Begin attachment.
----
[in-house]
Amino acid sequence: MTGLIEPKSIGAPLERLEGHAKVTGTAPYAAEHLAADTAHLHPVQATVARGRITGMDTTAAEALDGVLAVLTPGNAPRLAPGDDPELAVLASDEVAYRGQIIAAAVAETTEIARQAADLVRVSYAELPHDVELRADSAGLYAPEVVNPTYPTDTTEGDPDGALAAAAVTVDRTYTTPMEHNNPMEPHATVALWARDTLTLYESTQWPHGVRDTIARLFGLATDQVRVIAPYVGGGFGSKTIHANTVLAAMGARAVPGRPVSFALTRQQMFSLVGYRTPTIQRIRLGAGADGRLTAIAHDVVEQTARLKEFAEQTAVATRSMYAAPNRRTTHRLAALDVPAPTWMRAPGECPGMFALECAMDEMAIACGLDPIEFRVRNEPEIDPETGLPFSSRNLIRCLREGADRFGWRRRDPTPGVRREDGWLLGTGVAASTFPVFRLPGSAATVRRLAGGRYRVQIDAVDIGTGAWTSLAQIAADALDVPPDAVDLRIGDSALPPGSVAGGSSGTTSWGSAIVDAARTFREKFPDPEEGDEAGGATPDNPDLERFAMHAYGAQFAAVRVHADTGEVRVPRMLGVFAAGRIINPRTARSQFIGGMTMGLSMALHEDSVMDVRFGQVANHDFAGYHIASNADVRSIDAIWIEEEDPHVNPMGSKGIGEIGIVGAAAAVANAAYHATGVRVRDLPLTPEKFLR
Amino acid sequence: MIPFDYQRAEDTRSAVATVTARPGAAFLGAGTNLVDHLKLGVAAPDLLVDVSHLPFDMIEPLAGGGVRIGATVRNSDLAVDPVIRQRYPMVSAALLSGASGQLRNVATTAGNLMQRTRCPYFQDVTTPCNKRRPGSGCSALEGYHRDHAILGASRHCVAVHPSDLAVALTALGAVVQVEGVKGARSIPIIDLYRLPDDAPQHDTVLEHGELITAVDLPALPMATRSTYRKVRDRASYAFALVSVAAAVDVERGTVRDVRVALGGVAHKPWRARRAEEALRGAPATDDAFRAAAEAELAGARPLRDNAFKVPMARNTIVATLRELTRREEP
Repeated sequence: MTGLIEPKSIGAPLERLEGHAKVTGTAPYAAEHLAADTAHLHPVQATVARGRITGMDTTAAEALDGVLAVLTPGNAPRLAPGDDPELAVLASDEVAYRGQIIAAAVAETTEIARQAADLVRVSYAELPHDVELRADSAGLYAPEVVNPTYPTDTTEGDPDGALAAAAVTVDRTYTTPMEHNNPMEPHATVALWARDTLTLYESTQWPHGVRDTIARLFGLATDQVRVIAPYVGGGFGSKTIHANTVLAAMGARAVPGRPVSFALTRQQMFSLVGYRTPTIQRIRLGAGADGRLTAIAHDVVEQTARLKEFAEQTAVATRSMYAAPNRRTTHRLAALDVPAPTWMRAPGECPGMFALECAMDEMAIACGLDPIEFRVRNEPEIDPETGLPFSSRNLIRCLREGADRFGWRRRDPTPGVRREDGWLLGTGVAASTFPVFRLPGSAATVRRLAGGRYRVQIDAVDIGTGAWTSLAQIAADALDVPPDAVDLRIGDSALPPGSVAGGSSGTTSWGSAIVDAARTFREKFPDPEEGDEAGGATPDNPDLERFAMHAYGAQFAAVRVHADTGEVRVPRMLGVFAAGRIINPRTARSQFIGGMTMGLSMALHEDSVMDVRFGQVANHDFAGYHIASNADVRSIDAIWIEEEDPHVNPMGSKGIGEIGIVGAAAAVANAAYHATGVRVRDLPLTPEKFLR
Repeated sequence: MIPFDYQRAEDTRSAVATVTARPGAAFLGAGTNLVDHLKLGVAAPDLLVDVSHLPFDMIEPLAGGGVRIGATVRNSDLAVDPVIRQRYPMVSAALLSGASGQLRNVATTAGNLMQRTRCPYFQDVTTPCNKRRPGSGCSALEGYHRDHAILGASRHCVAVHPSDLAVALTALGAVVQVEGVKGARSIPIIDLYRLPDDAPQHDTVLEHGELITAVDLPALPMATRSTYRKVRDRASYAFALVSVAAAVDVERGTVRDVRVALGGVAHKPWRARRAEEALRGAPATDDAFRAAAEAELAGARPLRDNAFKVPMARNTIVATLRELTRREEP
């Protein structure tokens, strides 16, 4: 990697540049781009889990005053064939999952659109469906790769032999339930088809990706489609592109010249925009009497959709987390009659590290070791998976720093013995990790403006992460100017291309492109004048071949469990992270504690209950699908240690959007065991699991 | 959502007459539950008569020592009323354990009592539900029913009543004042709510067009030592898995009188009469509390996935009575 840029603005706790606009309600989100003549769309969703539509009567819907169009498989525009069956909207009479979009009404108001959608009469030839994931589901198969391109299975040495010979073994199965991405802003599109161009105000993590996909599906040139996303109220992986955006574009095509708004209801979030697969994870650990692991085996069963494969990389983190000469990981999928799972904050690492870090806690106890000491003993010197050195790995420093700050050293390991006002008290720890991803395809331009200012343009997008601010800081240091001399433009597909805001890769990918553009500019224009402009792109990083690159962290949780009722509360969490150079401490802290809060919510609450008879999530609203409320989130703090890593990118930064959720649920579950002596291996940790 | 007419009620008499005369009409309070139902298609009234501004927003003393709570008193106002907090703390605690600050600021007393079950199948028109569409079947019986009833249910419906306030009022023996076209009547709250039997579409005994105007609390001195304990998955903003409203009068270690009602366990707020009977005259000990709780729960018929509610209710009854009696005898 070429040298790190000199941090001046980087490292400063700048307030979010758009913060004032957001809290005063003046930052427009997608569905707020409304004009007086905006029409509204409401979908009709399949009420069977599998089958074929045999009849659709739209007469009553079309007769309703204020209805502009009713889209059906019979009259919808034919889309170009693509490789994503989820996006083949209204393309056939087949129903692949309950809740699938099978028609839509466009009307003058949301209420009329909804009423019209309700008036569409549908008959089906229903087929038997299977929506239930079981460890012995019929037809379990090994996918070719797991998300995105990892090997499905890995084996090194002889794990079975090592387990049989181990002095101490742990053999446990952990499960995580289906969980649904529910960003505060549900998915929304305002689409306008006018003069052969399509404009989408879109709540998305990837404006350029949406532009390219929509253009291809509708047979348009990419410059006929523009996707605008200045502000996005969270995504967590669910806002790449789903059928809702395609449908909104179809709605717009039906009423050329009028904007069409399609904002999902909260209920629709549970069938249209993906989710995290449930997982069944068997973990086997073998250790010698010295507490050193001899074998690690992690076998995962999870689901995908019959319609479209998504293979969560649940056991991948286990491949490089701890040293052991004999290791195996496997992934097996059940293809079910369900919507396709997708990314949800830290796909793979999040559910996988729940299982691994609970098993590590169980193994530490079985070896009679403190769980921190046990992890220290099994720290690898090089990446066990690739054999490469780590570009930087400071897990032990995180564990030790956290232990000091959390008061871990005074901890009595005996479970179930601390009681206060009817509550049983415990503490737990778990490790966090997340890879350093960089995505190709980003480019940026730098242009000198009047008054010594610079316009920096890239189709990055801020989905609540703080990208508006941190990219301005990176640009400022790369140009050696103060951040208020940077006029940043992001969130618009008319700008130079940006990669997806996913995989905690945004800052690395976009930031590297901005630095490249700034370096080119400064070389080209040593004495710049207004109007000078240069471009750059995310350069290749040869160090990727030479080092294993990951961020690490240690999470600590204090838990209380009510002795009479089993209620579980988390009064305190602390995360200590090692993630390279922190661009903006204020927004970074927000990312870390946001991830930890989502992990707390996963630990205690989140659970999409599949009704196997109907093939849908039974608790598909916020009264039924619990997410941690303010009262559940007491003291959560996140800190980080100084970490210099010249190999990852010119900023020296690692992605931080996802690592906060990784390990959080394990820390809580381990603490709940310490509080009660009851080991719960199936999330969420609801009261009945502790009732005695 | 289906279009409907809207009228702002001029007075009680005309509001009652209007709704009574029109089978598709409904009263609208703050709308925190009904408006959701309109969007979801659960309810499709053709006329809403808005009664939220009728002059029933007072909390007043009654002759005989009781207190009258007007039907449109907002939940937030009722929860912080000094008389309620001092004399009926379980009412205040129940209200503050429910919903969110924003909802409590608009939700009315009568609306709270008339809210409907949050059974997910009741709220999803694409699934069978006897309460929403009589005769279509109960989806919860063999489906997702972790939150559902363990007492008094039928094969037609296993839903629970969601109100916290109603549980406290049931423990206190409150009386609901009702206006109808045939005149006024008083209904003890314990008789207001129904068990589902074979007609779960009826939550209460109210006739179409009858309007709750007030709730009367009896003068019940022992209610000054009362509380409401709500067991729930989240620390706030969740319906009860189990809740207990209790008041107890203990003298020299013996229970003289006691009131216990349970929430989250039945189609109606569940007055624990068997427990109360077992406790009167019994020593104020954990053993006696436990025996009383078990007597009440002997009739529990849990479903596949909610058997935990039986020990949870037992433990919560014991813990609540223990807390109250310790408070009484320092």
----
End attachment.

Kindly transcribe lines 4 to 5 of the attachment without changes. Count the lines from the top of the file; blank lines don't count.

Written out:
Repeated sequence: MTGLIEPKSIGAPLERLEGHAKVTGTAPYAAEHLAADTAHLHPVQATVARGRITGMDTTAAEALDGVLAVLTPGNAPRLAPGDDPELAVLASDEVAYRGQIIAAAVAETTEIARQAADLVRVSYAELPHDVELRADSAGLYAPEVVNPTYPTDTTEGDPDGALAAAAVTVDRTYTTPMEHNNPMEPHATVALWARDTLTLYESTQWPHGVRDTIARLFGLATDQVRVIAPYVGGGFGSKTIHANTVLAAMGARAVPGRPVSFALTRQQMFSLVGYRTPTIQRIRLGAGADGRLTAIAHDVVEQTARLKEFAEQTAVATRSMYAAPNRRTTHRLAALDVPAPTWMRAPGECPGMFALECAMDEMAIACGLDPIEFRVRNEPEIDPETGLPFSSRNLIRCLREGADRFGWRRRDPTPGVRREDGWLLGTGVAASTFPVFRLPGSAATVRRLAGGRYRVQIDAVDIGTGAWTSLAQIAADALDVPPDAVDLRIGDSALPPGSVAGGSSGTTSWGSAIVDAARTFREKFPDPEEGDEAGGATPDNPDLERFAMHAYGAQFAAVRVHADTGEVRVPRMLGVFAAGRIINPRTARSQFIGGMTMGLSMALHEDSVMDVRFGQVANHDFAGYHIASNADVRSIDAIWIEEEDPHVNPMGSKGIGEIGIVGAAAAVANAAYHATGVRVRDLPLTPEKFLR
Repeated sequence: MIPFDYQRAEDTRSAVATVTARPGAAFLGAGTNLVDHLKLGVAAPDLLVDVSHLPFDMIEPLAGGGVRIGATVRNSDLAVDPVIRQRYPMVSAALLSGASGQLRNVATTAGNLMQRTRCPYFQDVTTPCNKRRPGSGCSALEGYHRDHAILGASRHCVAVHPSDLAVALTALGAVVQVEGVKGARSIPIIDLYRLPDDAPQHDTVLEHGELITAVDLPALPMATRSTYRKVRDRASYAFALVSVAAAVDVERGTVRDVRVALGGVAHKPWRARRAEEALRGAPATDDAFRAAAEAELAGARPLRDNAFKVPMARNTIVATLRELTRREEP